The People’s Congress then split into workshops on “resistance tactics” — the development of a new media hub, collective defense of immigrant communities, the building of radical community centers as movement infrastructure, various techniques of mutual aid, as well as a workshop on how to integrate revolutionary politics into grassroots community organizing. Specialized discussions on mass incarceration and the political prisoners still behind bars took place, as did a session on rural and small-town organizing.

The afternoon and evening sessions “Solidarity at Home and Abroad” brought the crowd to their feet repeatedly, as leaders from the women’s rights, LGBTQ, immigrant, and Black and Brown freedom movements spoke forcefully on the need for steadfast resistance that can persevere and grow over the long term. After the family members of police brutality victims took the stage to share their stories, having come together from cities nationwide, the hall passed its first resolution to give them — and other families nationwide — complete support in their campaigns for justice.

The Congress also heard from special guest Jang Jinsook, the Director of Policy and Planning for the New People's Party in South Korea, a new progressive party currently in formation that aims to complete the “candlelight revolution” of last year that deposed the former president. Jinsook appealed for solidarity for the Korean people’s efforts to peacefully reunify the country and called on people in the United States to help stop Trump’s militaristic threats against the North.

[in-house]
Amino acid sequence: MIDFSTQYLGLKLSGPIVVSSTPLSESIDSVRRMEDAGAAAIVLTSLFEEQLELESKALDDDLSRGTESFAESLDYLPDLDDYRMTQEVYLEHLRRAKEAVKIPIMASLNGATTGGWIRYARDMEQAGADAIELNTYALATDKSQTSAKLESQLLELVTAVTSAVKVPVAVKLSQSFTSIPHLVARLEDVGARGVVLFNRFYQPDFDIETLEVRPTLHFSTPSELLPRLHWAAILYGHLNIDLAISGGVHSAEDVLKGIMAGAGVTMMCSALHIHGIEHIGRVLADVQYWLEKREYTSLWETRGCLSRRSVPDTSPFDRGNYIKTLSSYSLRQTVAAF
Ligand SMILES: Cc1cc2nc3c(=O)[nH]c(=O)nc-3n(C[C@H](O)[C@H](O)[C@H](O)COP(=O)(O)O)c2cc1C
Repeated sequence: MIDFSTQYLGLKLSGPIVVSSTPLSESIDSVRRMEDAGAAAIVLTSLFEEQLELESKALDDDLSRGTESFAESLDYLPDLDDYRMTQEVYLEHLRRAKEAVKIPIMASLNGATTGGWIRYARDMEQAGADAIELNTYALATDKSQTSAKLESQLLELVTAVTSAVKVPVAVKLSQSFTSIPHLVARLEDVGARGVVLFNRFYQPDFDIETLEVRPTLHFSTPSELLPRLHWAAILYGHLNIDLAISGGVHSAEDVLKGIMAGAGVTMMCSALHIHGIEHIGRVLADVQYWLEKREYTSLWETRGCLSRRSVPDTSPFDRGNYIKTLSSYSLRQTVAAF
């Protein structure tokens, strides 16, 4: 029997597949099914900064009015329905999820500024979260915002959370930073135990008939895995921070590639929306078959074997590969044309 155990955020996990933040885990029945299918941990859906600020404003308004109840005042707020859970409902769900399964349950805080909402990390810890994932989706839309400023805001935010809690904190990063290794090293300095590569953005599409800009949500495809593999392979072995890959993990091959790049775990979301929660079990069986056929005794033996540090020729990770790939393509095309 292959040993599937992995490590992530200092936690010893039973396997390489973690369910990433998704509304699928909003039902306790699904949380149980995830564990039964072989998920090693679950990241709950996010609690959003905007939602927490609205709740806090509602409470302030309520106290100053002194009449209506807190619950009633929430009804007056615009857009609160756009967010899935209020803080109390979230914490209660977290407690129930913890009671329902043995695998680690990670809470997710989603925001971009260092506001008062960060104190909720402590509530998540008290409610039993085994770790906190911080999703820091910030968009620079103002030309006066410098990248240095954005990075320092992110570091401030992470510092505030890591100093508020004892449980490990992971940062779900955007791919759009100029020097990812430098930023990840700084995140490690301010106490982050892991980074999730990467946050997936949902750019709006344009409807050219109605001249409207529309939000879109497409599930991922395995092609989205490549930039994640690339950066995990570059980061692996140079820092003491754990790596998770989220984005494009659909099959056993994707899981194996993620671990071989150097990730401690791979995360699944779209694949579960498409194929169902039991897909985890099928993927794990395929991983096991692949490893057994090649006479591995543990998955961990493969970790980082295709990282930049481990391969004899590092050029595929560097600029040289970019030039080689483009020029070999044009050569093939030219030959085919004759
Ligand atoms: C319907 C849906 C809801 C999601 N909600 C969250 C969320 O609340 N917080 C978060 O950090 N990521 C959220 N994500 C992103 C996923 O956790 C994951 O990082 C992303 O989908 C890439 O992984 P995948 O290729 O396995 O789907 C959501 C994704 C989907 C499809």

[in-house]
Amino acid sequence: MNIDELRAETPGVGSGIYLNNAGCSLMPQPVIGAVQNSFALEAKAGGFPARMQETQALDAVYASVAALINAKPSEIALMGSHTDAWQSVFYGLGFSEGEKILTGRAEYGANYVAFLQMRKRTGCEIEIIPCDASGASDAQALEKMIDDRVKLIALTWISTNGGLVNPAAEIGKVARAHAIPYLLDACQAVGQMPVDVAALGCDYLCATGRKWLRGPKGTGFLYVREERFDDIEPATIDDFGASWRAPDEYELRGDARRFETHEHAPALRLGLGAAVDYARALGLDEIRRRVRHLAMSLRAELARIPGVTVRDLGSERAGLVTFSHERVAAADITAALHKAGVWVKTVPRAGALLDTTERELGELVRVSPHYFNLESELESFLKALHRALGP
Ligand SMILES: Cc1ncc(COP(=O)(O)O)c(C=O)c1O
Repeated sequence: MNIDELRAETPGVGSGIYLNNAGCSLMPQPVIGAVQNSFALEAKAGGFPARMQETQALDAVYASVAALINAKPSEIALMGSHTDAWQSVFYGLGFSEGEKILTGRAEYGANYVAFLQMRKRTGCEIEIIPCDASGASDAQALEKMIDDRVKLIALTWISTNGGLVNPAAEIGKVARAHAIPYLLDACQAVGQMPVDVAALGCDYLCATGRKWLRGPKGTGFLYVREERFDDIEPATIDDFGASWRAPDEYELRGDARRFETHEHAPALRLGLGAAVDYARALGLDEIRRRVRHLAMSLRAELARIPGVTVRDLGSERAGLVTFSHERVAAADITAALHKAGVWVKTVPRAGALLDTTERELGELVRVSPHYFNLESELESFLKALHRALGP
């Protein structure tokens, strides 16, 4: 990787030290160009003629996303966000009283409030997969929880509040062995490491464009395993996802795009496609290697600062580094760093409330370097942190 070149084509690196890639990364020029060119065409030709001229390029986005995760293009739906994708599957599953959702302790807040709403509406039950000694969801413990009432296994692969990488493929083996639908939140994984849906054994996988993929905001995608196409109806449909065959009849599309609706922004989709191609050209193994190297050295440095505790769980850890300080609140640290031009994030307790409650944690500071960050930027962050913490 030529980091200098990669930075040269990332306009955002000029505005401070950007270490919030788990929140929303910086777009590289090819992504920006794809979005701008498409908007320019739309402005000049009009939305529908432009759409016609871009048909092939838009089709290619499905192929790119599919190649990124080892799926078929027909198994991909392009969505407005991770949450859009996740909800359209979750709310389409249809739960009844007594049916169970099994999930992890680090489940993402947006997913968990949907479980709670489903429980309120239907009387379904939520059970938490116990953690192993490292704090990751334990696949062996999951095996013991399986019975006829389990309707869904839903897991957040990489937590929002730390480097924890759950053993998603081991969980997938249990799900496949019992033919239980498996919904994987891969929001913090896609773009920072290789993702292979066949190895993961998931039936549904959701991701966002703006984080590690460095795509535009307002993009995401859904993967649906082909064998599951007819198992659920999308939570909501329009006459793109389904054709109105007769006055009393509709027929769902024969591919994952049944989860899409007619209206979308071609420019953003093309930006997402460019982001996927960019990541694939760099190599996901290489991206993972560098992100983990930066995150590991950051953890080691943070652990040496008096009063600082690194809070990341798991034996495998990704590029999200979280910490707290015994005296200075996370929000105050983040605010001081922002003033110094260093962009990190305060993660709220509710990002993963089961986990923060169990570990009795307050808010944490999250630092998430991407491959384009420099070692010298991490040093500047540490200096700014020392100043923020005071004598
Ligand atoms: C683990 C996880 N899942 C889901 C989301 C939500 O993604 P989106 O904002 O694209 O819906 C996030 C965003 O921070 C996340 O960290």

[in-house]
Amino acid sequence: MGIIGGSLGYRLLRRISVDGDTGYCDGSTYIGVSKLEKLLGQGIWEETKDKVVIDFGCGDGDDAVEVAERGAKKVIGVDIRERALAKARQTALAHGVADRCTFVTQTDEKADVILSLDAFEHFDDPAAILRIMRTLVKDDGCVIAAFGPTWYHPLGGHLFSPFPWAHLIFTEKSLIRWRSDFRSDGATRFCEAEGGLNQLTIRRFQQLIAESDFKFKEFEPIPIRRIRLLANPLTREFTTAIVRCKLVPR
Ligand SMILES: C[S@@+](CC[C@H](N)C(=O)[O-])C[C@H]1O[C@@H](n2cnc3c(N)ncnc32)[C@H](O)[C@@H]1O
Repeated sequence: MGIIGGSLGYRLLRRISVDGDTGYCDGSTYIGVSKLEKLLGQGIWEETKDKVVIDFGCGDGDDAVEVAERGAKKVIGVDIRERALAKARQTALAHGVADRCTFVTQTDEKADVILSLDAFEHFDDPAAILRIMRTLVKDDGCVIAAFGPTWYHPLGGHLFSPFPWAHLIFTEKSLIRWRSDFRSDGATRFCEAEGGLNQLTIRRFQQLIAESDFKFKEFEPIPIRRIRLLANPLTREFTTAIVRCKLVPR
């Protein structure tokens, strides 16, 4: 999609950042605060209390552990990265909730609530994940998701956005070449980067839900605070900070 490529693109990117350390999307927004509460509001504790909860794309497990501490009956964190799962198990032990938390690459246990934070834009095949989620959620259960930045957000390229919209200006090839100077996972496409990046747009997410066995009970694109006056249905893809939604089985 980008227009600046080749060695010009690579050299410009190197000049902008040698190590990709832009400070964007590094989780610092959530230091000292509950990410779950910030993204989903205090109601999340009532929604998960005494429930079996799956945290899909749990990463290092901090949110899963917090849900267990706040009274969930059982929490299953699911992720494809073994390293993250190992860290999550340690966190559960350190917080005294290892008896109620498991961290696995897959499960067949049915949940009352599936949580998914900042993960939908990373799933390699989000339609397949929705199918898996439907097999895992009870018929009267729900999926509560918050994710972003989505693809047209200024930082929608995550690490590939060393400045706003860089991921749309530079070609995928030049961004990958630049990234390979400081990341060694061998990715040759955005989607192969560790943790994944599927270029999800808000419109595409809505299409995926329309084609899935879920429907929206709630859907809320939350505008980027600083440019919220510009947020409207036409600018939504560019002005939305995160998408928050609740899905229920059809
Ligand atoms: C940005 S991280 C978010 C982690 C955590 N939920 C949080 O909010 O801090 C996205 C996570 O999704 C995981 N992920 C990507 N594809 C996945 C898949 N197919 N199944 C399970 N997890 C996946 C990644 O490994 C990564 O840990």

Photo: Vincent Tsai

Carlos Ron, the top Venezuelan diplomat to the United States, thanked the Congress for its solidarity with the Bolivarian Revolution and expressed that “this is the first time I felt hope in Washington.”

Sunday’s workshops delved deeper into the tactics and strategic perspectives of the single-payer health care, debt resistance and anti-gentrification movements, while another focused on how individuals and groups could effectively teach and discuss the People’s Congress Manifesto when they returned home. Another workshop led with the history of U.S.-Korea relations as a primer for those interested in organizing “No New Korean War” actions in the weeks ahead. (Just two days later, Trump threatened to “totally destroy” North Korea while speaking at the United Nations.)